Korean pianist Zheeyoung Moon helped wind down the 2014 Paderewski Festival in Paso Robles in a gala recital exhibiting astonishing levels of expressive and emotional intensity that constantly surprised us as she performed standard works we all know well and infused them with a freshness that made them seem new and exciting all over again.
Her technical mastery is equal to any pianist alive today, but what makes her playing so compelling is that it is not technique that is driving her, but rather her imaginative way of getting to the heart of the music and making it come alive. Her music making is quintessentially natural — nothing is done for gratuitous effect. In this era of the super virtuoso, who never met a fortissimo he didn’t like (or couldn’t play louder), Ms. Moon never produced an ugly sound, even while storming through the climaxes in the first movement of Chopin’s B-flat Minor Sonata or Liszt’s Rhapsodie espangole.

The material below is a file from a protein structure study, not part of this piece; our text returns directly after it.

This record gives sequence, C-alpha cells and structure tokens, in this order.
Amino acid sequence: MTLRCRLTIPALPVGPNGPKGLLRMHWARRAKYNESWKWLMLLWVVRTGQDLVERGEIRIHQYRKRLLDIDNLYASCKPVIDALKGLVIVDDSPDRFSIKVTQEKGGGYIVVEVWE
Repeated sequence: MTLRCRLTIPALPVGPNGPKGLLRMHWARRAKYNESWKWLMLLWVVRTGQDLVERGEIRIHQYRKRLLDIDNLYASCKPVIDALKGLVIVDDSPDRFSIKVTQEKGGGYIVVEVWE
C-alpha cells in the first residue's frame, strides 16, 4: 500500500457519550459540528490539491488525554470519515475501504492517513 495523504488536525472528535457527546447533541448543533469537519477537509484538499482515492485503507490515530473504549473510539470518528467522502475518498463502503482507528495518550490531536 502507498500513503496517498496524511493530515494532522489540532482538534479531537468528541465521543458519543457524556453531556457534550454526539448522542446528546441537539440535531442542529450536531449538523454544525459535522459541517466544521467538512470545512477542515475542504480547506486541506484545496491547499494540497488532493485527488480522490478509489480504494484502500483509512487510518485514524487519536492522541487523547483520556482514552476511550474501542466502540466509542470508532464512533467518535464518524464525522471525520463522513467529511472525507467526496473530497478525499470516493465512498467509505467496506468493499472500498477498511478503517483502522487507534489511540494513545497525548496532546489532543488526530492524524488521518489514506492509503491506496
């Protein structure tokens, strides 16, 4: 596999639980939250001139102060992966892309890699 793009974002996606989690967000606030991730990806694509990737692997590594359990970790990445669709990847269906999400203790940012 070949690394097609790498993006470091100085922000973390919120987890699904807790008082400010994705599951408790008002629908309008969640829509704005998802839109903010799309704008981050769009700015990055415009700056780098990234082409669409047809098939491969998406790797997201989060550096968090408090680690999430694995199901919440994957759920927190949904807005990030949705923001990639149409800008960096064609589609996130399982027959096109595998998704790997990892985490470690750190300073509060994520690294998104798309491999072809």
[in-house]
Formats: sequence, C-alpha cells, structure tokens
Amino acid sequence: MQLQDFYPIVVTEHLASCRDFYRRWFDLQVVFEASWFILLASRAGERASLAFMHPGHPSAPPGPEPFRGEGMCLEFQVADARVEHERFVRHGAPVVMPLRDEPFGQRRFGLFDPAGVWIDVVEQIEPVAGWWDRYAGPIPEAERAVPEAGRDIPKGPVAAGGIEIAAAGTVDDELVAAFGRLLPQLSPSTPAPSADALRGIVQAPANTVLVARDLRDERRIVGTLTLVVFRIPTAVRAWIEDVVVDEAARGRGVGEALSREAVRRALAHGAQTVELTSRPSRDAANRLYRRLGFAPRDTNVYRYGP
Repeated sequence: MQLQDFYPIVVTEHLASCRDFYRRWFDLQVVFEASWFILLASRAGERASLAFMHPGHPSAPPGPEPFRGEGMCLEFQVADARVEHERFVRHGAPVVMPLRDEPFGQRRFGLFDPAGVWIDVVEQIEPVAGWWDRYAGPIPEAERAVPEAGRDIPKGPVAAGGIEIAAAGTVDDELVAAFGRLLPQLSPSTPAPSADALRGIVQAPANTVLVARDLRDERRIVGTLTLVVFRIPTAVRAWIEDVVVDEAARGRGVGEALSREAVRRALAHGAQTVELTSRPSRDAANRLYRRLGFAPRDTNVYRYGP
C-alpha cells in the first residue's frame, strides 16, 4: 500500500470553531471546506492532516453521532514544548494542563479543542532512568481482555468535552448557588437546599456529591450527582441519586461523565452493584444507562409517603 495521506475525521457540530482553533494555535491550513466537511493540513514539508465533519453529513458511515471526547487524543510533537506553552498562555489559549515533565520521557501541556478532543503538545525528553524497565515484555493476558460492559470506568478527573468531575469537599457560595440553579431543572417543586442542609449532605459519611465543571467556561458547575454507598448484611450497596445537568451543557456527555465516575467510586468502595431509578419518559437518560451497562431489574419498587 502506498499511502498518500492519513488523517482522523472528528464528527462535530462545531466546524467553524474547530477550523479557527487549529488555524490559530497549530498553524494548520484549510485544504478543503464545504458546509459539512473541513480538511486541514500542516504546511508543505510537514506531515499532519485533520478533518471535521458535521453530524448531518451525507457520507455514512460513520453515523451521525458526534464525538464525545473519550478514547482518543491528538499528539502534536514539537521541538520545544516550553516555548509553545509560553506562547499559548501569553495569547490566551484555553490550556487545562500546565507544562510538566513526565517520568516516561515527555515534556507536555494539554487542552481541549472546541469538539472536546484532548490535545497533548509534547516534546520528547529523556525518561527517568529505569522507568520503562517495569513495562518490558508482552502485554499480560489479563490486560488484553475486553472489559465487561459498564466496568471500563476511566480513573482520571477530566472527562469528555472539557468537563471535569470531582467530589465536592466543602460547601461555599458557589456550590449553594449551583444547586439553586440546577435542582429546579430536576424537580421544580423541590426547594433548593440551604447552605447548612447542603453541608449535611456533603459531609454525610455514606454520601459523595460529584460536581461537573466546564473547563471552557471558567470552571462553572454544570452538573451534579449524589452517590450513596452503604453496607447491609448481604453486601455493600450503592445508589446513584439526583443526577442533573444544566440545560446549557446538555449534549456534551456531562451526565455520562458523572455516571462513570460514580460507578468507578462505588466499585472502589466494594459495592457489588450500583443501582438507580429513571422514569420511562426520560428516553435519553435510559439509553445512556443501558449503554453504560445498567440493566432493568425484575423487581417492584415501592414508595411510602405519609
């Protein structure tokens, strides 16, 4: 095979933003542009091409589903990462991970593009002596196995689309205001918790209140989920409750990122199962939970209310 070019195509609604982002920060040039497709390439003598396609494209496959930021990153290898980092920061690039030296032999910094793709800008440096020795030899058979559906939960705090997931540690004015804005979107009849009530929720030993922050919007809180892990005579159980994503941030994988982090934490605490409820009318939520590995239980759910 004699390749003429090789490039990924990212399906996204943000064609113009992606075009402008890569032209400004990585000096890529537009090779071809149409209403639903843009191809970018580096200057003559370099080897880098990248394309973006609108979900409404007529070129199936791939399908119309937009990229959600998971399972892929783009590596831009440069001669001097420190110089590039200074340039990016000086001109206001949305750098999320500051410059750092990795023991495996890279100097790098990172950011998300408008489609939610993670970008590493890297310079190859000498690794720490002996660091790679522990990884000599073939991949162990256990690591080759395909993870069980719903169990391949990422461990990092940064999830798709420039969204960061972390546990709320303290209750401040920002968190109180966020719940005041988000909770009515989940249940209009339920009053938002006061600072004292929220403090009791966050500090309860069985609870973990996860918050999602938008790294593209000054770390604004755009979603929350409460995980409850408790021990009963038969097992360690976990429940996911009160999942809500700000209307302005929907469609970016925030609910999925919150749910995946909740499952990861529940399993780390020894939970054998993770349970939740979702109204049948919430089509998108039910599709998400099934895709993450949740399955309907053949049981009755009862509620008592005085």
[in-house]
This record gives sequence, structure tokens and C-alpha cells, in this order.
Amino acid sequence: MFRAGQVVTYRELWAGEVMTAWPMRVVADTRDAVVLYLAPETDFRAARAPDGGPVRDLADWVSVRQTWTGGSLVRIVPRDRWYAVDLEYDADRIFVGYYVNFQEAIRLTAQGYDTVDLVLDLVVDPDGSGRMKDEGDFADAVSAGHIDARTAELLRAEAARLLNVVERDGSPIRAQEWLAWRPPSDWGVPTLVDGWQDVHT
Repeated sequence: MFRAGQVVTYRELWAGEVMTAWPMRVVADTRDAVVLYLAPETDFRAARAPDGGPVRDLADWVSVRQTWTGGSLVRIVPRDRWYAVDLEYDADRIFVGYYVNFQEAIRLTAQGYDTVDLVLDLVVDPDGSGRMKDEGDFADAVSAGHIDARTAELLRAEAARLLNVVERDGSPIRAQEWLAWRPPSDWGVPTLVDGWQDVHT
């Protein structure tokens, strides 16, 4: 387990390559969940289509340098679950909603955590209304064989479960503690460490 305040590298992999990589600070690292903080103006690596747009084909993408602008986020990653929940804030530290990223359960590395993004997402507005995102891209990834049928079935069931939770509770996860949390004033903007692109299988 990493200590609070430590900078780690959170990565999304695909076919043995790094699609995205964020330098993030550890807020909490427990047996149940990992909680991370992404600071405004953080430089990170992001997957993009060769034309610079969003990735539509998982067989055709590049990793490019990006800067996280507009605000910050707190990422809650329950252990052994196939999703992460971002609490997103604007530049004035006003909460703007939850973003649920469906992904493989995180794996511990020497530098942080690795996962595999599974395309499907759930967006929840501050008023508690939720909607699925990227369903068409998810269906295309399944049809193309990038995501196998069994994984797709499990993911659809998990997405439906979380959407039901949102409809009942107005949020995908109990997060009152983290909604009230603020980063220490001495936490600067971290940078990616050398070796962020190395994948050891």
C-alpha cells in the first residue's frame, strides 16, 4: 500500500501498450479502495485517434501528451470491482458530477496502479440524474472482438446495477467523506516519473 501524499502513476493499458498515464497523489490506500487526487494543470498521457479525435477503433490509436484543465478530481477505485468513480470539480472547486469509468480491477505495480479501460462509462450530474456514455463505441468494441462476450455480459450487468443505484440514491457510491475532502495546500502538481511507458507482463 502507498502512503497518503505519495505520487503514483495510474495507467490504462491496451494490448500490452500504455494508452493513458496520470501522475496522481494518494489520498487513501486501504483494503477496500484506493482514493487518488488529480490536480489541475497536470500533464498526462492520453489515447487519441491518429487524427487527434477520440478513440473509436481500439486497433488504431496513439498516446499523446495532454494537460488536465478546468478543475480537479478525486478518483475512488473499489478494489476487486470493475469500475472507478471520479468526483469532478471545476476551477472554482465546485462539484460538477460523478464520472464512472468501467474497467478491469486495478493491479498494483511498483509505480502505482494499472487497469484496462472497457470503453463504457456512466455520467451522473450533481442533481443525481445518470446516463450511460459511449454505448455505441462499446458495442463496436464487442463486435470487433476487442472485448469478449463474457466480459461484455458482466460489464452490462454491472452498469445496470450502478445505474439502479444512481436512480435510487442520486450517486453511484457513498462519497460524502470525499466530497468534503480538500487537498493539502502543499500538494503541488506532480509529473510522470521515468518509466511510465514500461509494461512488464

Some of the loveliest moments in this recital were in the unpretentious less technically demanding pieces like Chopin’s “Raindrop Prelude, Paderewski’s Nocturne in B-flat Manor, Op. 16, No, 4, the Funeral March movement in the Chopin Sonata, and the Schumann/Liszt Widmung. In these pieces there was a kind of inevitability — you just couldn’t imagine them played any better.
Especially interesting in this recital was her performance of Chopin’s great Polonaise in A-flat Major, Op. 53. In the middle section Ms. Moon played the left hand rapid octaves, although not excessively fast, so softly and evenly, it permitted her to create a super cantabile in the right hand melody that was so clear and unforced, it was like I had never truly heard this passage before. It was magical
Ms Moon received a prolonged standing ovation and rewarded the audience with a single encore, Jazz Etude No. 1 by Ukrainian composer Nikolai Kapustin (b. 1937). It was astonishingly well played. This was the kind of recital that transports you to a higher level, one you would like to visit again, and often.